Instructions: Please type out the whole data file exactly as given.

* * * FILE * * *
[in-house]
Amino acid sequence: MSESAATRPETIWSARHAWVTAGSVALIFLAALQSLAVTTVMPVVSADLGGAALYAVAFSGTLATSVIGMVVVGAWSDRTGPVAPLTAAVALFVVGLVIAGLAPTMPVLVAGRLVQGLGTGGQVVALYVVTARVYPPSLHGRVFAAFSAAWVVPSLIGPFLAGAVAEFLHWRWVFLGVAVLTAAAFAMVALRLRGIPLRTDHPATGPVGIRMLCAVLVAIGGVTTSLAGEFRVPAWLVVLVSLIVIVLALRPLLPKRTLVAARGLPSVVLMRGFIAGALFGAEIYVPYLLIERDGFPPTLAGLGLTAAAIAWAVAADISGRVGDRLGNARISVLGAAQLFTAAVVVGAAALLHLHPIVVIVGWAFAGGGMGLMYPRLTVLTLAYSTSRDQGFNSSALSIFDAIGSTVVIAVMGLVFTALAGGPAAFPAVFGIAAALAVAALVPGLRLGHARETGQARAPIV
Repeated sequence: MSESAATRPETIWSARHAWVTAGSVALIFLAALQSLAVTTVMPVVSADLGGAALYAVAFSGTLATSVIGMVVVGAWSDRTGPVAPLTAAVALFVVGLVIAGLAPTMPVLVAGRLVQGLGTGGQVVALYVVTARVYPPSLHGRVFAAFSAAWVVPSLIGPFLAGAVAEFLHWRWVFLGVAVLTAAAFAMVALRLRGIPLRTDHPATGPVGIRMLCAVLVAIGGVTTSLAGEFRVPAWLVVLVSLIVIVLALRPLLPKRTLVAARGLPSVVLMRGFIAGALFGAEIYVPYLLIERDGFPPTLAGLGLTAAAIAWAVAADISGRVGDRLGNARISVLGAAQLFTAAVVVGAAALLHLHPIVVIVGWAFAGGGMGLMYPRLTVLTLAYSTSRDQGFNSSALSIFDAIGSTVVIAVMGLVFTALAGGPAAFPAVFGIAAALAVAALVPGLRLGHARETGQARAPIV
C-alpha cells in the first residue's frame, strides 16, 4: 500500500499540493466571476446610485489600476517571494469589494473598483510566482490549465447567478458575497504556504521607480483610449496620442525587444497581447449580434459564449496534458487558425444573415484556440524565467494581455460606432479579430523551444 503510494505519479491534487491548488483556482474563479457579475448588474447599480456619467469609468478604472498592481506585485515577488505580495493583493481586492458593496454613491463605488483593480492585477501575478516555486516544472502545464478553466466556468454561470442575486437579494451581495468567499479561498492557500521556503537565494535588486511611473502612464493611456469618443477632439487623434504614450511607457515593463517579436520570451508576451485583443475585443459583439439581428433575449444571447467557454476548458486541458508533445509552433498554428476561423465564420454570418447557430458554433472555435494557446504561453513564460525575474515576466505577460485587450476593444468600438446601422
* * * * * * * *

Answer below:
[in-house]
Amino acid sequence: MSESAATRPETIWSARHAWVTAGSVALIFLAALQSLAVTTVMPVVSADLGGAALYAVAFSGTLATSVIGMVVVGAWSDRTGPVAPLTAAVALFVVGLVIAGLAPTMPVLVAGRLVQGLGTGGQVVALYVVTARVYPPSLHGRVFAAFSAAWVVPSLIGPFLAGAVAEFLHWRWVFLGVAVLTAAAFAMVALRLRGIPLRTDHPATGPVGIRMLCAVLVAIGGVTTSLAGEFRVPAWLVVLVSLIVIVLALRPLLPKRTLVAARGLPSVVLMRGFIAGALFGAEIYVPYLLIERDGFPPTLAGLGLTAAAIAWAVAADISGRVGDRLGNARISVLGAAQLFTAAVVVGAAALLHLHPIVVIVGWAFAGGGMGLMYPRLTVLTLAYSTSRDQGFNSSALSIFDAIGSTVVIAVMGLVFTALAGGPAAFPAVFGIAAALAVAALVPGLRLGHARETGQARAPIV
Repeated sequence: MSESAATRPETIWSARHAWVTAGSVALIFLAALQSLAVTTVMPVVSADLGGAALYAVAFSGTLATSVIGMVVVGAWSDRTGPVAPLTAAVALFVVGLVIAGLAPTMPVLVAGRLVQGLGTGGQVVALYVVTARVYPPSLHGRVFAAFSAAWVVPSLIGPFLAGAVAEFLHWRWVFLGVAVLTAAAFAMVALRLRGIPLRTDHPATGPVGIRMLCAVLVAIGGVTTSLAGEFRVPAWLVVLVSLIVIVLALRPLLPKRTLVAARGLPSVVLMRGFIAGALFGAEIYVPYLLIERDGFPPTLAGLGLTAAAIAWAVAADISGRVGDRLGNARISVLGAAQLFTAAVVVGAAALLHLHPIVVIVGWAFAGGGMGLMYPRLTVLTLAYSTSRDQGFNSSALSIFDAIGSTVVIAVMGLVFTALAGGPAAFPAVFGIAAALAVAALVPGLRLGHARETGQARAPIV
C-alpha cells in the first residue's frame, strides 16, 4: 500500500499540493466571476446610485489600476517571494469589494473598483510566482490549465447567478458575497504556504521607480483610449496620442525587444497581447449580434459564449496534458487558425444573415484556440524565467494581455460606432479579430523551444 503510494505519479491534487491548488483556482474563479457579475448588474447599480456619467469609468478604472498592481506585485515577488505580495493583493481586492458593496454613491463605488483593480492585477501575478516555486516544472502545464478553466466556468454561470442575486437579494451581495468567499479561498492557500521556503537565494535588486511611473502612464493611456469618443477632439487623434504614450511607457515593463517579436520570451508576451485583443475585443459583439439581428433575449444571447467557454476548458486541458508533445509552433498554428476561423465564420454570418447557430458554433472555435494557446504561453513564460525575474515576466505577460485587450476593444468600438446601422